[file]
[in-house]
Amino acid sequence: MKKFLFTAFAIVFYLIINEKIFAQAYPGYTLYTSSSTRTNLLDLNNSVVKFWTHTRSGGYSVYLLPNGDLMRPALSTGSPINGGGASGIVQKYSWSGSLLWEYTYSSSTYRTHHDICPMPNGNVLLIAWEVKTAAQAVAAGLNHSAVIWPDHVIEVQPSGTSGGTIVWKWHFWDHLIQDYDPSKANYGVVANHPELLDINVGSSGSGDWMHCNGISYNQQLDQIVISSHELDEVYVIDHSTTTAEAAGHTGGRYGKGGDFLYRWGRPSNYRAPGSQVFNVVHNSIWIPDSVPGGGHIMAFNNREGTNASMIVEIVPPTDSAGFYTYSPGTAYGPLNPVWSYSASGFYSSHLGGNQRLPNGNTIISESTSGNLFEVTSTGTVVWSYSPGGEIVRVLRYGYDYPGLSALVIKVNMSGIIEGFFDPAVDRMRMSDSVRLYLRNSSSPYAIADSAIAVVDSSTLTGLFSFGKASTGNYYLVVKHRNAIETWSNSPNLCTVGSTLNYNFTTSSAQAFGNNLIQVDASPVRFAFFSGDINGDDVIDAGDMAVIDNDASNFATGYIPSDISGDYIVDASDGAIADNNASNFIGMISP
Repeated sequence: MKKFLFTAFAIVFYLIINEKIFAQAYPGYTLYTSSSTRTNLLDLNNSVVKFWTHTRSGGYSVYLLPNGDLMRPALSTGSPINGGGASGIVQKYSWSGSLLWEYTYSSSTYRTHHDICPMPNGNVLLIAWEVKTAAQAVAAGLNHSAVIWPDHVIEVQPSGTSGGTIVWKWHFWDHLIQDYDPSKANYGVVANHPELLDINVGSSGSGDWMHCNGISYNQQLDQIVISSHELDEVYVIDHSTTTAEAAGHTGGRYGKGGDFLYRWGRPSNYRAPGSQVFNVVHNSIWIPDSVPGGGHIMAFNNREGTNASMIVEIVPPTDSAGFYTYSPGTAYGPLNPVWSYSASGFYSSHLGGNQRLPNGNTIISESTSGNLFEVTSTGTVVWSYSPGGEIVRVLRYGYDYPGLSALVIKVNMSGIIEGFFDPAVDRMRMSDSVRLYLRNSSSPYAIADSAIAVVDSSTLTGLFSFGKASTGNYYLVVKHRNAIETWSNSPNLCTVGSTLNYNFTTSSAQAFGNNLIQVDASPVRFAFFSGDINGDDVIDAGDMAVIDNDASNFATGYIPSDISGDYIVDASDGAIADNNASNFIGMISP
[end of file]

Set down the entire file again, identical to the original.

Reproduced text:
[in-house]
Amino acid sequence: MKKFLFTAFAIVFYLIINEKIFAQAYPGYTLYTSSSTRTNLLDLNNSVVKFWTHTRSGGYSVYLLPNGDLMRPALSTGSPINGGGASGIVQKYSWSGSLLWEYTYSSSTYRTHHDICPMPNGNVLLIAWEVKTAAQAVAAGLNHSAVIWPDHVIEVQPSGTSGGTIVWKWHFWDHLIQDYDPSKANYGVVANHPELLDINVGSSGSGDWMHCNGISYNQQLDQIVISSHELDEVYVIDHSTTTAEAAGHTGGRYGKGGDFLYRWGRPSNYRAPGSQVFNVVHNSIWIPDSVPGGGHIMAFNNREGTNASMIVEIVPPTDSAGFYTYSPGTAYGPLNPVWSYSASGFYSSHLGGNQRLPNGNTIISESTSGNLFEVTSTGTVVWSYSPGGEIVRVLRYGYDYPGLSALVIKVNMSGIIEGFFDPAVDRMRMSDSVRLYLRNSSSPYAIADSAIAVVDSSTLTGLFSFGKASTGNYYLVVKHRNAIETWSNSPNLCTVGSTLNYNFTTSSAQAFGNNLIQVDASPVRFAFFSGDINGDDVIDAGDMAVIDNDASNFATGYIPSDISGDYIVDASDGAIADNNASNFIGMISP
Repeated sequence: MKKFLFTAFAIVFYLIINEKIFAQAYPGYTLYTSSSTRTNLLDLNNSVVKFWTHTRSGGYSVYLLPNGDLMRPALSTGSPINGGGASGIVQKYSWSGSLLWEYTYSSSTYRTHHDICPMPNGNVLLIAWEVKTAAQAVAAGLNHSAVIWPDHVIEVQPSGTSGGTIVWKWHFWDHLIQDYDPSKANYGVVANHPELLDINVGSSGSGDWMHCNGISYNQQLDQIVISSHELDEVYVIDHSTTTAEAAGHTGGRYGKGGDFLYRWGRPSNYRAPGSQVFNVVHNSIWIPDSVPGGGHIMAFNNREGTNASMIVEIVPPTDSAGFYTYSPGTAYGPLNPVWSYSASGFYSSHLGGNQRLPNGNTIISESTSGNLFEVTSTGTVVWSYSPGGEIVRVLRYGYDYPGLSALVIKVNMSGIIEGFFDPAVDRMRMSDSVRLYLRNSSSPYAIADSAIAVVDSSTLTGLFSFGKASTGNYYLVVKHRNAIETWSNSPNLCTVGSTLNYNFTTSSAQAFGNNLIQVDASPVRFAFFSGDINGDDVIDAGDMAVIDNDASNFATGYIPSDISGDYIVDASDGAIADNNASNFIGMISP